Midnight Producers Part 5: Daniel Yu - The Butcher, the Chef and the Swordsman

This is the fifth in the ongoing series, Meet the Producers of Midnight Madness 2010

Let me introduce you to Daniel Yu, producer of The Butcher, the Chef and the Swordsman.

Daniel Yu is a well known producer and active member of Hong Kong's film and entertainment industry. In 1990, Daniel co-founded Team Work Productions with renowned actor Andy Lau. The company’s debut film Saviour of The Soul was commercially successful across Asia, and was awarded Best Art Direction and Best Cinematography at the 1992 Hong Kong Film Awards.

From 2004 to 2006, Daniel was Chief Operating Officer for Andy Lau’s Focus Films Limited. There he oversaw all films in which Andy Lau starred, invested and produced. The year 2005 was particularly fruitful for Daniel. He wrote and directed one of the Hong Kong box office’s top 10 of that year: All About Love, starring Andy Lau.

That same year, Daniel spearheaded and produced a series of films which achieved tremendous success at various Asian & International film festivals. Particularly notable was Crazy Stone by chinese director Ning Hao, which was praised as the most creative commercially successful film in China's history. Currently, Daniel holds the position of Senior Vice President for UnionVoole Technology, as well as Chief Executive Officer for Voole Pictures.

1) How much has the business of funding films in HK/China changed since the handover in 1997?
The climate of funding and financing in HK has changed significantly since the traditional markets for HK films has somewhat been taken over by the growing dominance of local films. After China granted HK films a status of local films that could be released in china outside of the quota system, it presented itself as a new key territory for HK filmmakers to show their films. Now with the increased number of screens and investors in China, China is a key territory not just for HK films but also major Hollywood films. In China, previously, most filmmakers focused on making art house films with the possibilities of winning awards as the exhibition sector was not mature but and the handful of filmmakers making commercial films, collaborated with HK film crews/ cast to make commercially more viable films. Now, filmmakers in china are reaping the success of the china economy by having investments, audience and cast to match those of the rest of the world.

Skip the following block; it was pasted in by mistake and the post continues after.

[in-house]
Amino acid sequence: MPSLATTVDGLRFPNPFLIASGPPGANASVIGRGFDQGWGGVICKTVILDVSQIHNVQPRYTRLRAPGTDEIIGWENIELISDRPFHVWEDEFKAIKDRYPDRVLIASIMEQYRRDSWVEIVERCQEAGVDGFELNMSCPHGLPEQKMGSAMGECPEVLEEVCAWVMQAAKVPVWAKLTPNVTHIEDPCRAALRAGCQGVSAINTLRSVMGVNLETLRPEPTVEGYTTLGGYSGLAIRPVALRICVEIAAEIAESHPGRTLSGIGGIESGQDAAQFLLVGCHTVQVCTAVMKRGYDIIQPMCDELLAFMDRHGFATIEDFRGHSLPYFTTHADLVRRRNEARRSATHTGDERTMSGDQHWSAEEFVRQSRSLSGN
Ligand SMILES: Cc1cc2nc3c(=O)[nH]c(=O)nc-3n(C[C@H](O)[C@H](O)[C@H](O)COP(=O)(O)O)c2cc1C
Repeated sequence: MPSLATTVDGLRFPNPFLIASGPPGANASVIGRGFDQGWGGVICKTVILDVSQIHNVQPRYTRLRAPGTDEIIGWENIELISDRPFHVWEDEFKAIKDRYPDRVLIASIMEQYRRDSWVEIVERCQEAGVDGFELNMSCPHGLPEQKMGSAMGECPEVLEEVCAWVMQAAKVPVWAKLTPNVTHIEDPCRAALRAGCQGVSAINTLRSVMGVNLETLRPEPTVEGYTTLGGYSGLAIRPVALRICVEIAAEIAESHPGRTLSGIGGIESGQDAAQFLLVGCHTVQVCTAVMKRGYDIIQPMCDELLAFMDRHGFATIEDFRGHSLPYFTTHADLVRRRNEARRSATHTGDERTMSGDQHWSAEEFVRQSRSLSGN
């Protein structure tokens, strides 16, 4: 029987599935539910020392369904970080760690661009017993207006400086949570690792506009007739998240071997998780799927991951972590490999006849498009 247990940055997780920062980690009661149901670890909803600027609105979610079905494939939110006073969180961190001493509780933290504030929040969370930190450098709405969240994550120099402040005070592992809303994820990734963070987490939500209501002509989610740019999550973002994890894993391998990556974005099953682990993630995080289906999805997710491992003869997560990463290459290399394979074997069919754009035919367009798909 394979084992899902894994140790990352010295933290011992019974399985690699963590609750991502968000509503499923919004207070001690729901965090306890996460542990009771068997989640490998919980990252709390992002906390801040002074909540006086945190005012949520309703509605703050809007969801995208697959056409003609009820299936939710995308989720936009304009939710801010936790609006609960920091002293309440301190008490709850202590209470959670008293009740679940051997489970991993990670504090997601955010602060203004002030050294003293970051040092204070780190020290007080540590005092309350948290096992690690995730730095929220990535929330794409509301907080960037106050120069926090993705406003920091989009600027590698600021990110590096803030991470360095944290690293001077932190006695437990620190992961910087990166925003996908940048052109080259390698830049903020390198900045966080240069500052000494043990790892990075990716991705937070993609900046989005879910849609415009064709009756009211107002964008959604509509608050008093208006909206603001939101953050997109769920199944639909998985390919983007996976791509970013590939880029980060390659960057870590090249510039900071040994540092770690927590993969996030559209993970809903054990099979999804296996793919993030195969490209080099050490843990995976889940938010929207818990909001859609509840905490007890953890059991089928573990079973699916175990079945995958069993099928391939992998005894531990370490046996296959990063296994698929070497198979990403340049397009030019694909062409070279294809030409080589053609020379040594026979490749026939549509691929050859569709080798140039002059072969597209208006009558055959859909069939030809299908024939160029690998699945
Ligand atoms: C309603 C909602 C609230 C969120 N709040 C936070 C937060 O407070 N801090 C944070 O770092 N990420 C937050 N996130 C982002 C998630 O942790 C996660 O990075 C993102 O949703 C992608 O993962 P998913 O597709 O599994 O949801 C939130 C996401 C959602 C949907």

2) Are films primarily funded by the government or are private investors approached?

In Asia (with the exception of Taiwan and Singapore), films are generally funded by film companies, private investors and commercial sponsors. In China, now city governments are coming on board to support film production but that is an exception and not the norm for most filmmakers. For art house auteur directors, a number of them still work closely with Europe to receive funding grants from European funds.
3) What were some of the difficulties in getting the film The Butcher, The Chef and The Swordsman made?

Wuershan being a very successful commercial director was one of the few directors that didn't have a track record yet to investors and distributors. The film he wanted to make is also is kinda fresh in approach and people are not sure if the vision he wanted to create would be achieved within the budget the producers were comfortable would recoup. Yet, though the shoot and budget kinda went beyond what was planned, things worked out well. We are happy to collaborate with a good team of cast and crew and now finally we are collaborating with fox international productions and Doug Liman on the film which is very exciting for all of us in the production to bring the film beyond Chinese audiences.

Here is the trailer:

The Butcher, the Chef and the Swordsman screens:
Thursday, Sept 16 11:59PM RYERSON
Friday, September 17 6:30PM AMC 6
Saturday September 18th 3:30PM SCOTIABANK THEATRE 2

You can purchase tickets from the official TIFF website.

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